Ware v. People's Counsel, Baltimore Co.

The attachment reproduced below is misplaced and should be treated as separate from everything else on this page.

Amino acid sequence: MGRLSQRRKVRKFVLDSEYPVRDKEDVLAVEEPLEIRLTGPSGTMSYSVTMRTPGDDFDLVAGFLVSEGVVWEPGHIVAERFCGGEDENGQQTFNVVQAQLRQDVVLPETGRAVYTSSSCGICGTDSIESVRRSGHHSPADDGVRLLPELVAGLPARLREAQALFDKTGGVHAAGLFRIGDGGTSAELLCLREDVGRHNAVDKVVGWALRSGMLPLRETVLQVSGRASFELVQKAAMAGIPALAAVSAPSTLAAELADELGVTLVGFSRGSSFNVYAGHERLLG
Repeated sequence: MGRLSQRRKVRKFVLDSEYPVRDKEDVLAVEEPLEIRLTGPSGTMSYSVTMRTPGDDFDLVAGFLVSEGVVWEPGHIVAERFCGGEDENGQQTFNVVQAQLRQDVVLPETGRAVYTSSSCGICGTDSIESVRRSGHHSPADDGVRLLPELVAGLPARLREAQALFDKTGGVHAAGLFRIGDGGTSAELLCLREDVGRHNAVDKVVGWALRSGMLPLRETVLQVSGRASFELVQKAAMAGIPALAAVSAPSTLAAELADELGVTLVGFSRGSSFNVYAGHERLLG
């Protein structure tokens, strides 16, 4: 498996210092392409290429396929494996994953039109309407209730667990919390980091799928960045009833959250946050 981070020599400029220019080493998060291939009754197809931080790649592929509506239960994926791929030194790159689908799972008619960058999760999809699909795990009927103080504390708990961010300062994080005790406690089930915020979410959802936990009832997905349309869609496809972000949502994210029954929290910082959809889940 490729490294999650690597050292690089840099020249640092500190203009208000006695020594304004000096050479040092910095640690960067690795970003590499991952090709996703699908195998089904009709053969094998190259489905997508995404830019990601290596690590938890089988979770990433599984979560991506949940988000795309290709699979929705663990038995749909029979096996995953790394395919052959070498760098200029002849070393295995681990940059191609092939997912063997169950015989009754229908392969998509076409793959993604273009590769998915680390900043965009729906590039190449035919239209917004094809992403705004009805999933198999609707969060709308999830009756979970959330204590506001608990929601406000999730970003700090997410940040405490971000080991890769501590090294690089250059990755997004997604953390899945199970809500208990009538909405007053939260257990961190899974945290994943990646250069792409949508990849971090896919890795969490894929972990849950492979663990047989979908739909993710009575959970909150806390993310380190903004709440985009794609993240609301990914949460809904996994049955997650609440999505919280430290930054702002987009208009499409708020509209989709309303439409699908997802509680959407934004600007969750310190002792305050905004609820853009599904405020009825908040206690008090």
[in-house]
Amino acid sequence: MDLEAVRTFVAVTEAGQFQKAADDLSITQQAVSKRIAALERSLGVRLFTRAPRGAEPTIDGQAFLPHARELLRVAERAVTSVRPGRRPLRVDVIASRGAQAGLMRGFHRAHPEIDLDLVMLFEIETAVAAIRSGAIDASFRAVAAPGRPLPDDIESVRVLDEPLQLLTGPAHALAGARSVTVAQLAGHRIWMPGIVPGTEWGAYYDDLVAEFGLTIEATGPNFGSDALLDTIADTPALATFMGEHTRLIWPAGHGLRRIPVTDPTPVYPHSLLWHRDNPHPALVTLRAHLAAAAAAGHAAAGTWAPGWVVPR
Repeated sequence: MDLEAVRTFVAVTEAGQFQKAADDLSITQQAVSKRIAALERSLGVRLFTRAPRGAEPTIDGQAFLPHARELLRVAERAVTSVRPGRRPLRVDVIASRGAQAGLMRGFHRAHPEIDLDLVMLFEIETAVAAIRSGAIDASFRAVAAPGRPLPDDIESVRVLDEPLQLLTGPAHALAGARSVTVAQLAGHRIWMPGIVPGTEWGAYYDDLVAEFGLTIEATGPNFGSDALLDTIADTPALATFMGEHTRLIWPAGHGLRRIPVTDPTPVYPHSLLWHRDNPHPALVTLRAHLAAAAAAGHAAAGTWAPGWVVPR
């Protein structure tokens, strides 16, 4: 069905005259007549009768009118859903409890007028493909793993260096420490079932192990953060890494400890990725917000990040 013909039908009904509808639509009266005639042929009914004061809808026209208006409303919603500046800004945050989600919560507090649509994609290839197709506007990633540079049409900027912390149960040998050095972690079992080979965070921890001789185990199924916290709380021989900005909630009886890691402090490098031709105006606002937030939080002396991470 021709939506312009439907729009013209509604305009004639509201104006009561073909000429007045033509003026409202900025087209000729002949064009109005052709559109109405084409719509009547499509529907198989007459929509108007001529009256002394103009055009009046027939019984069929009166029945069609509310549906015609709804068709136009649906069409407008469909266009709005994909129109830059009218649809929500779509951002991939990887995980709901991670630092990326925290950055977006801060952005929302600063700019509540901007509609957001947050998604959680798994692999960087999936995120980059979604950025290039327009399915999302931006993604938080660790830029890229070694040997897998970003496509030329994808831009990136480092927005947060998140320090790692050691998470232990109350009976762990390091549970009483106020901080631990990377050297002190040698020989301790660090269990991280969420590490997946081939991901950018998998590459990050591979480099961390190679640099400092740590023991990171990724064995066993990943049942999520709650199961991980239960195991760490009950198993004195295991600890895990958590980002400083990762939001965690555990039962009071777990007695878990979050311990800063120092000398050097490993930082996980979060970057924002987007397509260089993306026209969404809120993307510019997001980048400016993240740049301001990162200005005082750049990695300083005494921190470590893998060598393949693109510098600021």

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REPORTED IN THE COURT OF SPECIAL APPEALS OF MARYLAND No. 1008 September Term, 2014 LUCY WARE v. PEOPLE'S COUNSEL FOR BALTIMORE COUNTY, ET AL. Eyler, Deborah S., Meredith, Leahy, JJ. Opinion by Eyler, Deborah S., J. Filed: July 2, 2015 Lucy Ware, the appellant, appeals from a judgment of the Circuit Court for Baltimore County affirming a decision of the Board of Appeals for Baltimore County (“the Board”). The Board’s decision denied Ware’s petitions for a special hearing and for zoning variances, both of which arose from her proposal to convert a single family home into a church. The appellees are the People’s Counsel for Baltimore County (“People’s Counsel”) and 21 nearby residents who appeared before the Board as protestants and participated in the judicial review proceedings.1 Ware presents four questions for review, which we have combined and rephrased as follows: I. Did the Board err when it determined that the residential transition area regulations set forth in the Baltimore County Zoning Regulations (“BCZR”) imposed conditions upon Ware’s proposed change in use of the property? II. If the Board correctly determined that the RTA regulations applied, was the Board’s decision to deny Ware an exception from those regulations legally correct and supported by substantial evidence in the record? [2] 1 The protestants are: Barbara Roberson, Jimmie Roberson, Ruthanne Otto, Tom Otto, Barry Powell, Sylvia Powell, Gayle Emerson, Lillian Nolley, Helen Aiken, Linda Miller, Tim Lang, Peggy Lang, Wade Young, II, Dale Watkins, Rathea Mims, Al Michel, Evelyn Michel, E. Eddie Daniels, Muriel Lyles, Clyde Lyles, and Ella Green. While the protestants filed a separate brief in this Court, they also adopted the arguments raised in People’s Counsel’s brief. We shall refer to the appellees collectively as “People’s Counsel” unless otherwise necessary. 2 As framed by Ware, the questions are: 1. Did the Board err when it determined that Residential Transition Area (“RTA”) regulations are applicable in this instance, considering that the purpose of the RTA is to regulate housing types? 2. Did the Board err when it determined that the RTA regulations applied notwithstanding that the Property is not being developed and instead the (continued...) For the reasons to follow, we shall affirm the judgment of the circuit court. FACTS AND PROCEEDINGS Ware was born and educated in Kenya, where she earned a degree in construction engineering. She has lived in the United States for over 20 years. In 1996, she established a non-denominational Christian church known as "Jesus Christ is the Answer Ministries" ("the Church"). For many years, the Church operated in rented space in a hotel at Cross Keys, in Baltimore City. In 2005, Ware became an ordained minister. On August 31, 2012, Ware purchased a 2,900 square-foot rancher style house on a 1.2 acre lot at 4512 Old Court Road, in Milford Mill (“the Property”). The Property was built in 1951 and is located in “Diana Acres,” a residential subdivision. It is zoned Density Residential (“DR”) 3.5 (3.5 units permitted per acre), and is situated in the middle of a residential block. All the surrounding properties are single-family homes that are zoned DR 5.5 (5.5 units permitted per acre). The Property was used as a single-family residence from the time it was built until Ware purchased it (61 years). Ware and her husband do not live at the Property; they live in 2 (...continued) use of the building thereon is being converted from a single family dwelling to a church? 3. Did the Board err when it applied the RTA as a use regulation and considered the impacts of the proposed church use on the neighborhood? 4. Did the Board err when it found that the proposed use/conversion of the property was not an exception to the application of the RTA regulations? 2 a house on Liberty Road. Ware bought the Property in order to convert it from use as a single-family residence to use as a church, i.e., for the operation of the Church. A. The Pertinent Zoning Regulations Article 1B of the BCZR governs DR Zones in Baltimore County (“the County”).3 A church or any other building used for religious worship is a use “permitted as of right” in a DR zone. § 1B01.1.A.3. Even a permitted use in a DR zone must comply with section 1B01.1.B, however, which establishes “[d]welling-type and other supplementary use restrictions based on existing subdivision and development characteristics.” One such restriction pertains to residential transition areas (“RTA”), which are buffer and screening areas. § 1B01.1.B.1. An RTA is a “one-hundred-foot area, including any public road or public right-of-way, extending from a D.R. zoned tract boundary into the site to be developed.” § 1B01.1.B.1.a(1). As relevant here, an RTA is “generated” if the property “to be developed is zoned D.R. and lies adjacent to land zoned . . . D.R.3.5 [or] D.R.5.5” containing a “single-family detached . . . dwelling within 150 feet of the tract boundary.” § 1B01.1.B.1.b. A property owner may seek a variance from the RTA buffer requirements, but only if 1) the variance is recommended by certain County agencies or 2) there is a finding at a development review hearing, pursuant to Article 32, subtitle 4 of the County Code (“the Code”), that a modification to the RTA satisfies compatibility criteria and that a reduction in the RTA “will 3 All citations are to the BCZR unless otherwise indicated. 3 not adversely impact the residential community . . . adjacent to the property to be developed.” § 1B01.1.B.1.c. An RTA “use is any use” permitted as of right or by special exception in the zone or “[a]ny [business or industrial] parking area permitted under Section 409.8.B subject to the approval of a specific landscape plan for the buffer area which must meet the requirements for a Class A plan.” § 1B01.1.B.1.d. Section 1B01.1.B.1.e establishes the “[c]onditions” in an RTA. Any single-family detached, semi-detached, or duplex dwelling is permissible within an RTA. A “parking lot” must be “set back from the tract boundary 75 feet and provide a fifty-foot RTA buffer.” § 1B01.1.B.1.e(2). The “buffer” must be an “upgraded, uncleared, landscaped buffer” and may not contain drainage areas, stormwater management ponds, or accessory structures, unless otherwise directed by the hearing officer upon the recommendation of the County. § 1B01.1.B.e(3). There are “[e]xceptions to residential transition” that, if applicable, eliminate the “conditions” set forth above for a proposed site plan. § 1B01.1.B.1.g. Four of the exceptions pertain to churches. As relevant here, subsection (6) excepts a “new church or other building for religious worship, the site plan for which has been approved after a public hearing in accordance with Section 500.7” if there is a finding that “the proposed improvements are planned in such a way that compliance, to the extent possible with RTA use requirements, 4 will be maintained and that said plan can otherwise be expected to be compatible with the character and general welfare of the surrounding residential premises.” B. The Proposed Changes to the Property The house on the Property is situated on the eastern side of the lot, 28 feet from the property line of the neighboring property at its closest point. When Ware purchased the Property, it had a macadam driveway that ran from Old Court Road to the east of the house. The driveway emptied into a wide paved parking area that extended nearly to the eastern property line. Ware replaced the roof of the house and added a deck. She did not make any other changes to the exterior of the house, and does not plan to do so. Significant to the issues in this case, Ware created a parking lot to the rear of the house by covering the grass in that area with gravel. To access this parking lot, cars must drive beyond the end of the macadam driveway along the eastern side of the house and turn left onto the gravel lot. Ware planted 45 Leyland Cypress trees along the eastern and northern Property lines to partially screen the new parking lot.4 In October of 2012, Ware held two Church events on the Property: a cookout and a party. During both events, parishioners parked on the gravel parking lot and also on the lawn at the rear of the Property. Neighbors counted 50 cars at the Property. They complained to 4 Ware plans to renovate the interior of the house to accommodate its use as a church. At the time of the relevant proceedings, she had not undertaken any such changes. 5 County zoning authorities, who contacted Ware and advised her that she could not use the Property as a church until she brought it into compliance with the BCZR. C. The Zoning Petitions On December 21, 2012, Ware filed petitions for a special hearing and zoning variances with the County Department of Permits, Approvals, and Inspection. Her petition for special hearing sought to change the Property’s use from a single-family residence to a church; to allow an RTA buffer of 0 feet in lieu of the required 50 feet; and to allow an RTA setback of 0 feet in lieu of the required 75 feet from a tract boundary to a parking lot. Ware sought variances from parking regulations that require every parking space to have direct access to an aisle (section 409.4); the surface of the lot to be “durable and dustless” (section 409.8A2); and the lot to be striped (section 409.8A6). In January of 2013, People’s Counsel entered its appearance in the case. On February 27, 2013, a hearing was held before an Administrative Law Judge (“ALJ”) at the Office of Administrative Hearings. On March 7, 2013, the ALJ issued a written decision recommending denial of Ware’s petitions. Ware noted a timely appeal to the Board. On June 18, 2013, the Board conducted a de novo hearing. Ware testified and called two Church members who supported her petitions. She also called as an expert witness Bruce Doak, P.E., the engineer and property line surveyor who prepared her site plan. 6 The site plan shows the contours of the existing house on the Property with the gravel parking lot at the rear. It shows that the parking lot has 16 spaces, which is the number required for a “principal place of worship” with 64 seats, under section 409.6. The easternmost parking space is only a few feet from the property line with the adjacent residential property. All or part of six of the parking spaces are within the 50-foot RTA buffer and all or part of 10 of the parking spaces are within the 75-foot RTA setback area. The driveway is entirely within the 50-foot buffer. Ware testified that the Church has 30 adult members. They bring their children to services and are permitted to bring guests. She hopes to increase church membership, but will determine the maximum size based upon fire department occupancy regulations. She expects that parishioners will travel to the church by car and by bus. If the parking lot is full, they can “park on the grass.” She plans to hold one traditional service on Sunday mornings, prayer and worship services on Monday and Friday evenings from 7:00 p.m. to 8:30 p.m., and prayer services on Wednesday evenings in the same time frame. Doak testified that without zoning relief Ware cannot use the Property as a church because there is no area of the Property for a parking lot that will not infringe on the 75-foot RTA setback area and the 50-foot RTA buffer. Doak presented an alternate site plan to show that a parking lot could be reconfigured to move more of the parking out of the buffer and setback areas, but even this site plan (which the parties agree was not before the Board for approval) would include some parking within those areas. With respect to the driveway, 7 Doak explained that if the Property were used as a dwelling, it would not need to comply with the RTA conditions; once the use changed to a church, the driveway was within the RTA buffer and zoning relief was necessary to bring it into compliance. Doak also testified that three other churches are located on Old Court Road in close proximity to the Property. Two are in a DR 5.5 zone and one is in a DR 3.5 zone. Doak did not testify about whether these church properties comply with the RTA conditions. Finally, with respect to the parking variances, Doak opined that the Property is unique because it is larger than many lots in the area and had not reached maximum density. Seven of the protestants testified in opposition to the petitions. They expressed concern about increased traffic and noise that will result if the Property is allowed to be converted for use as a church, and about decreased property values. Dale Watkins, who lives in a house behind the Property, testified that a parking lot and additional parking at the rear of the Property likely will cause “noise and commotion,” especially during the evening hours when the area is dark. The protestants called James Patton, P.E., as an expert witness. He testified that Ware’s site plan did not satisfy even the minimal RTA requirements. With respect to the variance requests, he opined that the Property was not unique and that the hardships Ware was claiming were self-imposed because she did not investigate the zoning requirements for a church before she purchased the Property. 8 At the conclusion of the hearing, the Board directed the parties to submit memoranda of law. On July 30, 2013, the Board reconvened to deliberate. On October 9, 2013, the Board issued its final written decision denying the petitions. After summarizing the evidence and the relevant regulations, the Board turned to the threshold question whether an RTA was “generated” by Ware’s proposed change in use of the Property. That inquiry turned on whether the “proposed use as a ‘church’ is a residential transition use’” under sections 1B01.1.B.1.b & d. The Board determined that it is a “residential transition use” because a church is a use permitted as of right in the zone, the Property is in a covered DR zone, and the Property is adjacent to properties in a covered DR zone. Thus, “the transition area [is] generated.” The Board rejected Ware’s argument that “because she [was] not making any exterior structural changes or additions to the home” the RTA was not generated. To support this argument, Ware pointed to language in section 1B01.1.B.1 that references the site or property “to be developed,” and the definition of “development” in section 32-4-101(p) of the Code, which includes “the improvement of property for any purpose involving building.” The Board concluded that Ware was “improving” the Property, and thus was developing it, because she was “changing the landscaping, driveway and parking that is required under the BCZR to change the use from single family home to church.” The Board referenced the definition of “[i]mprovements” in the Code, which includes “[l]andscaping” and “[o]ther improvements as determined necessary and appropriate by the [C]ounty.” Code § 32-4- 9 101(w). The Board found that the County had required Ware to landscape the Property to “screen the parking lot from the adjoining property.” Further, the County had required Ware to provide off-street parking for the proposed church use, which also qualified as an improvement “determined necessary and appropriate by the [C]ounty.” The Board then turned to the question whether the church use “qualifie[d] for an exception from the RTA restrictions under 1B01.1.B.1.g(6),” the only exception that possibly could apply to the Property. The Board opined: [T]he proposed Church does not even minimally comply with the RTA requirements. The proposal is for no buffer and no setbacks. The evidence did not show that the plan submitted by [Ware] would be compatible with the character or general welfare of the surrounding homes which homes are occupied by the Protestants who testified. The Board finds credible the concerns voiced by the Protestants concerning increased traffic generated by this use in the middle of a residential block. While [Ware] testified that there were 30 members, the parking calculations on the site plan revealed that this was a 64 seat church. [Ware] agreed that members could bring guests and family members as well as children. We see this Church as being in the early stage of growth and we expect and anticipate that it will continue to grow, particularly given the charitable work that it does. The modest size of this single family home, on 1.2 acres, is not sufficient to house the planned functions and services. The Board noted that photographs of the other three churches on Old Court Road showed that each property had adequate space for a parking lot that was “paved and striped,” so that the “impact on the surrounding properties” was less intense. In contrast, it was “not compatible with the neighborhood for cars to park on the grass [of the Property] for church activities that [would] occur during the week and on weekends.” For all of these reasons, the 10 Board determined that the subsection g(6) exception was not satisfied and denied the petition for special hearing. The Board’s denial of Ware’s petition for special hearing rendered moot her petition for parking variances. The Board stated, however, that had it considered that issue, it would have denied the requested variances because the Property was not unique and because the hardships resulting in any practical difficulty all were self-imposed. Ware timely filed an action for judicial review in the Circuit Court for Baltimore County. That court affirmed the decision of the Board. This appeal followed. We shall include additional facts as necessary to our discussion of the issues. STANDARD OF REVIEW In an appeal from a judgment entered on judicial review of a final agency decision, we look “through” the decision of the circuit court to review the agency decision itself. People’s Counsel v. Country Ridge Shopping Center, Inc., 144 Md. App. 580, 591 (2002). Our role “in reviewing [the final] administrative agency adjudicatory decision is narrow.’” Bd. of Physician Quality Assurance v. Banks, 354 Md. 59, 67 (1999) (citing United Parcel v. People’s Counsel, 336 Md. 569, 576 (1994)). It is limited to determining whether “‘there is substantial evidence in the record as a whole to support the agency’s findings and conclusions, and to determine if the administrative decision is premised upon an erroneous conclusion of law.’” Id. at 67–68 (quoting United Parcel, 336 Md. at 577). 11 “An agency’s fact-finding is based on substantial evidence if ‘supported by such evidence as a reasonable mind might accept as adequate to support a conclusion.’” Kim v. Md. State Bd. of Physicians, 196 Md. App. 362, 370 (2010) (quoting People’s Counsel v. Surina, 400 Md. 662, 681 (2007)). “The agency’s decision must be reviewed in the light most favorable to it; because it is the agency’s province to resolve conflicting evidence and draw inferences from that evidence, its decision carries a presumption of correctness and validity.” State Bd. of Physicians v. Bernstein, 167 Md. App. 714, 751 (2006). In contrast, while we may “give weight to an agency’s experience in interpretation of a statute that it administers, . . . it is always within our prerogative to determine whether an agency’s conclusions of law are correct.” Schwartz v. Md. Dep’t of Natural Res., 385 Md. 534, 554 (2005). DISCUSSION I. Ware contends the Board erred as a matter of law in ruling that the RTA regulations apply to the proposed change in use of the Property. She offers two reasons in support. First, the RTA regulations are expressly intended to “assure that . . . adequate buffers and screening are provided between dissimilar housing types.” § 1B01.1.B.1.a(2) (emphasis added). Ware maintains that because she is proposing an institutional use on the Property, the RTA regulations do not come into play. Second, Ware asserts that the RTA regulations only apply when a property is being “developed.” According to Ware, the changes she 12 proposes to the use of the Property do not amount to “development” within the dictionary meaning of that term. People’s Counsel responds that Ware is “bound by the four corners of her petition for special hearing,” in which she sought relief from the RTA buffer and setbacks, and may not now argue that the RTA conditions do not apply to the Property at all. In any event, People’s Counsel maintains that the RTA conditions apply to any “residential transition use,” which includes a church use. With respect to Ware’s argument that she is not developing the Property, People’s Counsel responds that the landscaping and creation of a new parking lot plainly amount to development of the Property under the definitions in the Code and in the dictionary. Our interpretation of the RTA regulations in the BCZR is governed by the wellestablished principles of statutory interpretation. We have said time and again that “the paramount object of statutory construction is the ascertainment and effectuation of the real intention of the Legislature.” The process of statutory interpretation begins with the plain language of the statute, where we “read[ ] the statute as a whole to ensure that no word, clause, sentence or phrase is rendered surplusage, superfluous, meaningless or nugatory.” If the plain language of the statute is clear and unambiguous, the process ends and “no further sleuthing of statutory interpretation is needed.” Fisher v. E. Corr. Inst., 425 Md. 699, 706-07 (2012) (citations omitted). We begin with Ware’s argument that the RTA conditions only apply to “dissimilar housing types.” She maintains that because she is proposing to change the use of the Property from a residential dwelling to a church, the Property need not comply with any RTA 13 conditions. We disagree. The language Ware cites appears in section 1B01.1.B.1.a, which is the purpose clause of the RTA regulations. It states that “the purpose of an RTA is to assure that similar housing types are built adjacent to one another or that adequate buffers and screening are provided between dissimilar housing types.” Although this may be a central purpose of the RTA regulations, subsection d makes plain that the regulations apply even when a proposed use is not residential in character. As relevant here, subsection d defines a “residential transition use” to be “any use . . . permitted as of right under Section 1B01.1.A.” (Emphasis added.) That section permits as of right many non-residential uses within a DR zone, including hospitals, day care facilities, schools, and churches. Subsection d applies to “any” of these uses, without regard to whether the use is residential or nonresidential. Ware’s proposal to convert a single-family dwelling in a DR 3.5 zone into a church involves a “residential transition use.” The Board’s legal conclusion to this effect was correct.5 5 Ware argues that the Board’s decision in this case is contrary to a prior Board decision and, as such, its legal conclusion that the RTA was applicable is erroneous as a matter of law. We disagree. The prior decision of the Board, which Ware acknowledges is not binding on this Court, involved the development of a Sonic fast food restaurant on a splitzoned parcel. See In the Matter of Michael R. Mardiney, Jr. M.D. - Legal Owner, Case No. 13-171-SPHXA (decided Nov. 21, 2013). The restaurant was to be built on the front of the Property, which was zoned commercial, and an existing parking lot was to be repaved and screened on the back part of the Property, which was in a DR zone. The Board determined that because “[n]o housing [was] proposed to be constructed,” the RTA did not apply and because the property owner was not constructing a parking lot on the DR portion of the property, but was continuing its permitted use in that regard, there also was no development of the DR zoned portion of the property. No petition for judicial review was filed. (continued...) 14 This conclusion also is borne out by the exceptions to the RTA conditions. If compliance with RTA conditions only would be required when a property owner proposed the development of a “dissimilar housing type,” there would be no need for the four exceptions for church uses, the exception for a child care center, or the exception for transit facility or rail passenger facility. None of these uses involve housing and all are expressly excepted from the application of the RTA conditions. See Fisher, 425 Md. at 706 (“we ‘read[ ] the statute as a whole to ensure that no word, clause, sentence or phrase is rendered surplusage, superfluous, meaningless or nugatory.’” )(citation omitted). We now turn to whether Ware is “develop[ing]” the Property for use as a church. In her memorandum of law submitted to the Board following the hearing, Ware argued that she is not developing the Property, citing the definition of that term as it appears in section 32-4101(p) of the Code. The Board rejected her argument, noting that that definition encompasses “[t]he improvement of property for any purpose involving building” and, under another definition in the Code, “[i]mprovements” include landscaping and any other “improvements as determined necessary and appropriate by the county.” Code § 32-4101(w). 5 (...continued) For the reasons already explained, we have held as a matter of law that the plain language of the RTA regulations makes the buffer and setback conditions applicable to RTA uses, not just to dissimilar housing types. Thus, to the extent the two decisions are in conflict, we conclude that the Board’s decision in the instant case correctly interpreted the RTA regulations. 15 Before this Court, Ware now argues that the Board erred as a matter of law by relying on the definition she cited to it. She asserts that the Board should have looked to the dictionary definition of “development” because the BCZR instructs that any term not defined therein shall have “the ordinarily accepted definition as set forth in the most recent edition of Webster’s Third International Dictionary of the English Language, Unabridged.” § 101. The pertinent Webster’s definition of “develop” is “to make actually available or usable . . . as (1) to convert (as raw land) into an area suitable for residential or business purposes.” Under either definition, Ware’s changes to the Property amounted to “development.” As discussed, she created a new parking lot behind the house on the Property. Although she did not pave or stripe the lot (and sought variances to avoid having to do so), she poured gravel over the area to establish the lot. She planted numerous trees to screen the new parking lot and agreed to plant additional trees if the relief requested in her petition for special hearing were granted. She proposed new drainage and stormwater management systems to accommodate the new use. These changes to the Property were necessitated by the conversion of the Property from use as a single-family residence to a 64-seat church. The changes are improvements under the Code definition. They also are necessary to make the Property usable as a church, under the dictionary definition, because, unlike a single-family residence, which only requires parking to accommodate residents, a church (especially a 64seat church) requires parking for parishioners who will be coming to services and events. Indeed, that is the very reason that Ware put a gravel parking lot on the Property. For all of 16 these reasons, we perceive no error in the Board’s finding that the Property was being developed by Ware for use as a church. II. Ware contends the Board erred by denying her relief from the RTA because, even if the RTA regulations apply (which we have held they do), the Property is excepted from the buffer and setback conditions. People’s Counsel responds that the Board correctly found that Ware’s site plan failed even to minimally comply with the RTA conditions and that the “incompatibility with the general welfare of the surrounding premises [was] conspicuous.” As discussed, section 1B01.1.B.1.g(6) states that a “new church or other building for religious worship, the site plan for which has been approved after a public hearing in accordance with Section 500.7” may be excepted from the RTA conditions if two requirements are met. First, “the proposed improvements [must be] planned in such a way that compliance, to the extent possible with RTA use requirements, will be maintained.” § 1B01.1.B.1.g(6). Second, the “plan [must] be compatible with the character and general welfare of the surrounding residential premises.” Id. The Board found that neither prong of the exception was met. Ware’s site plan did not comply with the RTA use requirements at all because it proposed no buffer and no set back between the parking lot and the eastern boundary of the Property. As mentioned, Doak acknowledged in his testimony that Ware could configure the parking lot to reduce its infringement upon the RTA. The Board’s finding that the site plan did not comply with the 17 RTA to the extent possible was supported by substantial evidence in the record and validates its conclusion that the exception does not apply. The Board also found that the “plan” could not “otherwise be expected to be compatible with the character and general welfare of the surrounding residential premises.” Ware takes issue with the Board’s finding that the use of the Property as a church would be incompatible with the surrounding residential premises. She points out that a church is a use as of right in a DR zone and argues that the RTA regulations do not restrict use; they only restrict building or developing land within the buffer. She argues that the Board improperly considered how the use would affect the neighboring properties. Although the Board commented on the testimony from the protestants concerning noise and traffic occasioned by the change in use, it also found that the physical layout of the Property was not suited for the planned use. The other church properties in the area are situated on larger lots and have sufficient space for parking. In contrast, the planned 16space parking lot immediately adjacent to a residential property, mostly within the RTA buffer and setback areas, is not compatible with the character and general welfare of the neighborhood. These findings are supported by substantial evidence in the record and are a sufficient basis to support the Board’s incompatibility finding. For all of these reasons, the Board did not err by concluding that the RTA conditions applied to the Property, that the proposed site plan did not satisfy the conditions, and that the Property was not excepted from those conditions. In light of our holding, we need not 18 address the Board’s alternative ruling on Ware’s petition for variances from parking regulations. JUDGMENT OF THE CIRCUIT COURT FOR BALTIMORE COUNTY AFFIRMED. COSTS TO BE PAID BY THE APPELLANTS. 19